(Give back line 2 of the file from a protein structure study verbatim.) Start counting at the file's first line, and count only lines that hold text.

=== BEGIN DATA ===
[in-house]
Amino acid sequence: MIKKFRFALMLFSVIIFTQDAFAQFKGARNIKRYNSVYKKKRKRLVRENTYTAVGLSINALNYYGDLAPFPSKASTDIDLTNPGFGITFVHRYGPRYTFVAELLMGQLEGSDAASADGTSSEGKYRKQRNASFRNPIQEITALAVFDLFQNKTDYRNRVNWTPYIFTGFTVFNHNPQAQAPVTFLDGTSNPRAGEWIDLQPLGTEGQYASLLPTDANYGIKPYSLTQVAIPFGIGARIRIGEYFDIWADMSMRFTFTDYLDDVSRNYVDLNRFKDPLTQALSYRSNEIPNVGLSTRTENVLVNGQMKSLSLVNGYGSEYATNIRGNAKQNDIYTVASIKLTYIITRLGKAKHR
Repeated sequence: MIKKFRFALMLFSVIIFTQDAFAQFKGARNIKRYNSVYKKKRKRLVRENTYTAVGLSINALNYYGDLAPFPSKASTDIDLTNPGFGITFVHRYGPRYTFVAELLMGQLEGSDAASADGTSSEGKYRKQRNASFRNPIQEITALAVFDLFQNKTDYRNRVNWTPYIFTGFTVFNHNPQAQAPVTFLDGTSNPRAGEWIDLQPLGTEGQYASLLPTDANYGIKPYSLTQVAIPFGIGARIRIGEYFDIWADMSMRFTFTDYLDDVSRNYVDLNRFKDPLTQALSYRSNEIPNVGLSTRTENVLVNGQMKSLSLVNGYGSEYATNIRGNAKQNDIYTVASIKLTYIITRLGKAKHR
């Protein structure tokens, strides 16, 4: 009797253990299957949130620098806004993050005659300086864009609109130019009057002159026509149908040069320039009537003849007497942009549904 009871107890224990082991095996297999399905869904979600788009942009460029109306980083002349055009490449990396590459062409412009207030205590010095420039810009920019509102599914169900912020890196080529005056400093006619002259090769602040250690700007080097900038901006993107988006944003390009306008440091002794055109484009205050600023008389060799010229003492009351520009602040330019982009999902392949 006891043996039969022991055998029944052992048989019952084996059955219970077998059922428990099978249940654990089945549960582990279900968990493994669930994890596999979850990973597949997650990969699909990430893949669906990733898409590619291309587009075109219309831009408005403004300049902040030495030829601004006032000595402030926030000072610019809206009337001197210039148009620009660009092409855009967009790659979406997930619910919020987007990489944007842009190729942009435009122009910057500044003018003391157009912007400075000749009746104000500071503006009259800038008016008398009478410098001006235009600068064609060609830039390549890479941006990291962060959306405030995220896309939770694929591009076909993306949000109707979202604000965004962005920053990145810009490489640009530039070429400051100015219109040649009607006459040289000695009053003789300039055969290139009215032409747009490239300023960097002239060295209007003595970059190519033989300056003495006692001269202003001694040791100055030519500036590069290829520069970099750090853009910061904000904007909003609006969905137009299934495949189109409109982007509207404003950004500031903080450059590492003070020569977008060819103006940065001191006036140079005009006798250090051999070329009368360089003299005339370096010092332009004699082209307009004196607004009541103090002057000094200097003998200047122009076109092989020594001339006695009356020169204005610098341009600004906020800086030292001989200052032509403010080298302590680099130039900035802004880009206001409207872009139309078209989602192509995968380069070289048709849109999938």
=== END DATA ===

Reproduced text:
Amino acid sequence: MIKKFRFALMLFSVIIFTQDAFAQFKGARNIKRYNSVYKKKRKRLVRENTYTAVGLSINALNYYGDLAPFPSKASTDIDLTNPGFGITFVHRYGPRYTFVAELLMGQLEGSDAASADGTSSEGKYRKQRNASFRNPIQEITALAVFDLFQNKTDYRNRVNWTPYIFTGFTVFNHNPQAQAPVTFLDGTSNPRAGEWIDLQPLGTEGQYASLLPTDANYGIKPYSLTQVAIPFGIGARIRIGEYFDIWADMSMRFTFTDYLDDVSRNYVDLNRFKDPLTQALSYRSNEIPNVGLSTRTENVLVNGQMKSLSLVNGYGSEYATNIRGNAKQNDIYTVASIKLTYIITRLGKAKHR